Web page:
Our technical studies of GBP/AUD suggest further upside is possible in the week to come.
In just over three weeks the Pound has appreciated an incredible seven cents against the Australian Dollar; despite the Aussie showing some decent strength elsewhere in the FX markets.
At the start of January one Pound could buy you just under 1.71 Australian Dollars – at the end of last week, it could buy you roughly 1.78.
It seems the Pound is in a strong short-term uptrend against the Aussie and we see no signs of that ending yet, in fact, the shape of the market over the last six months suggests, that if anything, the exchange rate is more likely to rise up higher to 1.8000, than fall.
We see a high probability of pair retouching the December 11 highs and forecast a continuation of the uptrend up to 1.8000 on the condition of a break above the 1.7858 highs.
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Data and Events for the Australian Dollar
Most of the action for the Australian Dollar is expected to happen on Tuesday, February 6, when the Reserve Bank of Australia (RBA) announce their interest rate decision.
Interest rates have a profound effect on currencies as higher rates lead currencies to appreciate due to greater inflows of foreign capital drawn by the promise of higher returns.
Whilst the RBA is not expected to increase rates on Tuesday what they say in their statement may be significant in shaping expectations about future policy moves, and this could still impact significantly on the AUD.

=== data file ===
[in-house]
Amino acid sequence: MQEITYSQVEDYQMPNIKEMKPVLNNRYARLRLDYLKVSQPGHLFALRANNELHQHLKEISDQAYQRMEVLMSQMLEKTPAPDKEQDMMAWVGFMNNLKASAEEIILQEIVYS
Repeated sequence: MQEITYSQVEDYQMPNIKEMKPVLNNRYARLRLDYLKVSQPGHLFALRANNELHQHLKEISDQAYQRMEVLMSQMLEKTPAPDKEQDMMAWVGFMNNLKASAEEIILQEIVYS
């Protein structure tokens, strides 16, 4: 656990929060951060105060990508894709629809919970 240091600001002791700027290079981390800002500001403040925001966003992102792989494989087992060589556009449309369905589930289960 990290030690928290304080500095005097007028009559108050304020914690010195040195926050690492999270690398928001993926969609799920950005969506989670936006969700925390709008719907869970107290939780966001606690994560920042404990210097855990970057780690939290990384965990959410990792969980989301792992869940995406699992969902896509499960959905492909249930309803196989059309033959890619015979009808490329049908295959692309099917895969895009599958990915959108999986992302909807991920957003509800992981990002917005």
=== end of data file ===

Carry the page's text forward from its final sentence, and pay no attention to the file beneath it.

A rise in interest rates this year appears to be the consensus expectation according to Canadian investment bank TD Securities.
“New Bloomberg RBA poll says median is for no hike this year but is a little misleading. Out of 22 respondents, 1 for cuts to 1%, another 10/22 for on hold at 1.50%, 4 for +25bp to 1.75% and the remaining 7 looking for +50bp this year to 2%, so the tail is actually hawkish,” says TD.
Higher growth and inflation caused by a strong labour market and rising demand for commodities – which Australia is particularly rich in – appear to be the twin drivers for expecting higher interest rates.
The trade balance is also scheduled for release on Tuesday with a 0.25bn surplus expected from a -0.628bn deficit in the previous month of November. A rise in the surplus is a positive sign for AUD as it suggests demand for exports outweighing imports, and therefore demand for AUD to purchase exports outweighing demand for other currencies to purchase imports.
Data and Events to Watch for the Pound
The main event in the week ahead for the Pound is the Bank of England (BOE) rate meeting on Thursday, Feb 8 at 12.00 GMT.
Analysts do not expect a change in interest rates so the focus instead will be on attempting to guess when the next change will come by analysing voting patterns, the wording of the statement and governor Carney’s verbal responses to questions in the press conference after.
If the evidence points to a rate rise getting more likely then the Pound will rise; if not then it will fall.